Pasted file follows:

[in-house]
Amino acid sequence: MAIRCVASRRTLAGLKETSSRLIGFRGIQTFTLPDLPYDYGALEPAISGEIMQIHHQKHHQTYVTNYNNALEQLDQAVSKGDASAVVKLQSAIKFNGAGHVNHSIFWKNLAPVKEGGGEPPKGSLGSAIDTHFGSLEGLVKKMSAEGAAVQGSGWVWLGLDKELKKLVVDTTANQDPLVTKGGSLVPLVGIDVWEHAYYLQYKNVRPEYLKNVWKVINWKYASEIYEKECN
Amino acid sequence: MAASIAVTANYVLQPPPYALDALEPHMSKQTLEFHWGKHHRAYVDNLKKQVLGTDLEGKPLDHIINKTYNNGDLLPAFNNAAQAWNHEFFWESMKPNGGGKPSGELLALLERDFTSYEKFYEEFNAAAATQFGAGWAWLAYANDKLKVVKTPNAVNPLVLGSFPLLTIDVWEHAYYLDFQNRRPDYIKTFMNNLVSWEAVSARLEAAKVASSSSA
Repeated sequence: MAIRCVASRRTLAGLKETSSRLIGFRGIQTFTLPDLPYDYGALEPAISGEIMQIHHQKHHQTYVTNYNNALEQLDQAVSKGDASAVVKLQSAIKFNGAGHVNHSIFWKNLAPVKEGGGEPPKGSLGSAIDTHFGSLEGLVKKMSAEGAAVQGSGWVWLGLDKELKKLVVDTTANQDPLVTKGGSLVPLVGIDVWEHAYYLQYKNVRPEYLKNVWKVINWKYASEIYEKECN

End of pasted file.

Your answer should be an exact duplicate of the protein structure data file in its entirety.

[in-house]
Amino acid sequence: MAIRCVASRRTLAGLKETSSRLIGFRGIQTFTLPDLPYDYGALEPAISGEIMQIHHQKHHQTYVTNYNNALEQLDQAVSKGDASAVVKLQSAIKFNGAGHVNHSIFWKNLAPVKEGGGEPPKGSLGSAIDTHFGSLEGLVKKMSAEGAAVQGSGWVWLGLDKELKKLVVDTTANQDPLVTKGGSLVPLVGIDVWEHAYYLQYKNVRPEYLKNVWKVINWKYASEIYEKECN
Amino acid sequence: MAASIAVTANYVLQPPPYALDALEPHMSKQTLEFHWGKHHRAYVDNLKKQVLGTDLEGKPLDHIINKTYNNGDLLPAFNNAAQAWNHEFFWESMKPNGGGKPSGELLALLERDFTSYEKFYEEFNAAAATQFGAGWAWLAYANDKLKVVKTPNAVNPLVLGSFPLLTIDVWEHAYYLDFQNRRPDYIKTFMNNLVSWEAVSARLEAAKVASSSSA
Repeated sequence: MAIRCVASRRTLAGLKETSSRLIGFRGIQTFTLPDLPYDYGALEPAISGEIMQIHHQKHHQTYVTNYNNALEQLDQAVSKGDASAVVKLQSAIKFNGAGHVNHSIFWKNLAPVKEGGGEPPKGSLGSAIDTHFGSLEGLVKKMSAEGAAVQGSGWVWLGLDKELKKLVVDTTANQDPLVTKGGSLVPLVGIDVWEHAYYLQYKNVRPEYLKNVWKVINWKYASEIYEKECN